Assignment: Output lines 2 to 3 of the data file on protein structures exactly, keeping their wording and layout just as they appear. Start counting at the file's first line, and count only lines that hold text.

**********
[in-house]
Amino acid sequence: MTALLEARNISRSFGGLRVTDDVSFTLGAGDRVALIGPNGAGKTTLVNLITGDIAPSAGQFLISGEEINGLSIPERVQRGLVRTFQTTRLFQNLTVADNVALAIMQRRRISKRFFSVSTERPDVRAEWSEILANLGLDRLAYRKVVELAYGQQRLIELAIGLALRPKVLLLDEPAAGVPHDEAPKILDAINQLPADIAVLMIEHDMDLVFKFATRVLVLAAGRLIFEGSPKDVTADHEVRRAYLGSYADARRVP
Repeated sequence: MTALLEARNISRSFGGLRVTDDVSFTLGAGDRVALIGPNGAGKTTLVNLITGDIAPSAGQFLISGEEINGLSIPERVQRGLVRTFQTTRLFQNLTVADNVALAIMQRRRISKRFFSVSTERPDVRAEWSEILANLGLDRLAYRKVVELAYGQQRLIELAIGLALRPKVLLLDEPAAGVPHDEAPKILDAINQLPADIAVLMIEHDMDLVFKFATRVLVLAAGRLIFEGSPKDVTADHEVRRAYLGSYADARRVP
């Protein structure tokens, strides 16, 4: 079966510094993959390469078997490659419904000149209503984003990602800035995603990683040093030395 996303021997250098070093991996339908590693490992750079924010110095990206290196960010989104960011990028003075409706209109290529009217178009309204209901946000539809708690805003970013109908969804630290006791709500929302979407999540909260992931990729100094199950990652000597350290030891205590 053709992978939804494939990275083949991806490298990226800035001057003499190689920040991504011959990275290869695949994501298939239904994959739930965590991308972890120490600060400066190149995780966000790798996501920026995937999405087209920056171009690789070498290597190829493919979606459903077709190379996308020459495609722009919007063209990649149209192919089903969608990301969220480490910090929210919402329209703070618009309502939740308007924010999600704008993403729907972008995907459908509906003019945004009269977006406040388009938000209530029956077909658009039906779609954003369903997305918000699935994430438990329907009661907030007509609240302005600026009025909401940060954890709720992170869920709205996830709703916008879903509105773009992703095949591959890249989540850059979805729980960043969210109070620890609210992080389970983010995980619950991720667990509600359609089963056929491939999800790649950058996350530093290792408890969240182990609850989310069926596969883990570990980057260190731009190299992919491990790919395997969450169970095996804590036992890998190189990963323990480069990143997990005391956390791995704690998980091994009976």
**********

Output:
Amino acid sequence: MTALLEARNISRSFGGLRVTDDVSFTLGAGDRVALIGPNGAGKTTLVNLITGDIAPSAGQFLISGEEINGLSIPERVQRGLVRTFQTTRLFQNLTVADNVALAIMQRRRISKRFFSVSTERPDVRAEWSEILANLGLDRLAYRKVVELAYGQQRLIELAIGLALRPKVLLLDEPAAGVPHDEAPKILDAINQLPADIAVLMIEHDMDLVFKFATRVLVLAAGRLIFEGSPKDVTADHEVRRAYLGSYADARRVP
Repeated sequence: MTALLEARNISRSFGGLRVTDDVSFTLGAGDRVALIGPNGAGKTTLVNLITGDIAPSAGQFLISGEEINGLSIPERVQRGLVRTFQTTRLFQNLTVADNVALAIMQRRRISKRFFSVSTERPDVRAEWSEILANLGLDRLAYRKVVELAYGQQRLIELAIGLALRPKVLLLDEPAAGVPHDEAPKILDAINQLPADIAVLMIEHDMDLVFKFATRVLVLAAGRLIFEGSPKDVTADHEVRRAYLGSYADARRVP